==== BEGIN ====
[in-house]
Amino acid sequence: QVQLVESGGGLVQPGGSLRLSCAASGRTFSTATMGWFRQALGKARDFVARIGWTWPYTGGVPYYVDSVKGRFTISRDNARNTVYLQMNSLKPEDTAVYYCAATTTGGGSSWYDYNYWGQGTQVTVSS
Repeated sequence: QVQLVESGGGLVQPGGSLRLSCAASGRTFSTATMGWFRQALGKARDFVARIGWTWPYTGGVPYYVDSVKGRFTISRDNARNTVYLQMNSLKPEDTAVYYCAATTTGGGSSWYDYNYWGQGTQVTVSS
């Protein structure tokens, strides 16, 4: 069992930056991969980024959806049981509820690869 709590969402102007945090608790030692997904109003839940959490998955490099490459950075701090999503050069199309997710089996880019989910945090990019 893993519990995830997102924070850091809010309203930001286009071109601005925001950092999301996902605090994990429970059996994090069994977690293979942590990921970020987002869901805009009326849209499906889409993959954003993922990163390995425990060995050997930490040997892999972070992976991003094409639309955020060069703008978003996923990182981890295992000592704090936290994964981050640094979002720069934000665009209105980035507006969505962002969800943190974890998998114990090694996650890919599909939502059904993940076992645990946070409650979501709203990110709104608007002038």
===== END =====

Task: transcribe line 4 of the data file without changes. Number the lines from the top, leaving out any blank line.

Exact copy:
């Protein structure tokens, strides 16, 4: 069992930056991969980024959806049981509820690869 709590969402102007945090608790030692997904109003839940959490998955490099490459950075701090999503050069199309997710089996880019989910945090990019 893993519990995830997102924070850091809010309203930001286009071109601005925001950092999301996902605090994990429970059996994090069994977690293979942590990921970020987002869901805009009326849209499906889409993959954003993922990163390995425990060995050997930490040997892999972070992976991003094409639309955020060069703008978003996923990182981890295992000592704090936290994964981050640094979002720069934000665009209105980035507006969505962002969800943190974890998998114990090694996650890919599909939502059904993940076992645990946070409650979501709203990110709104608007002038």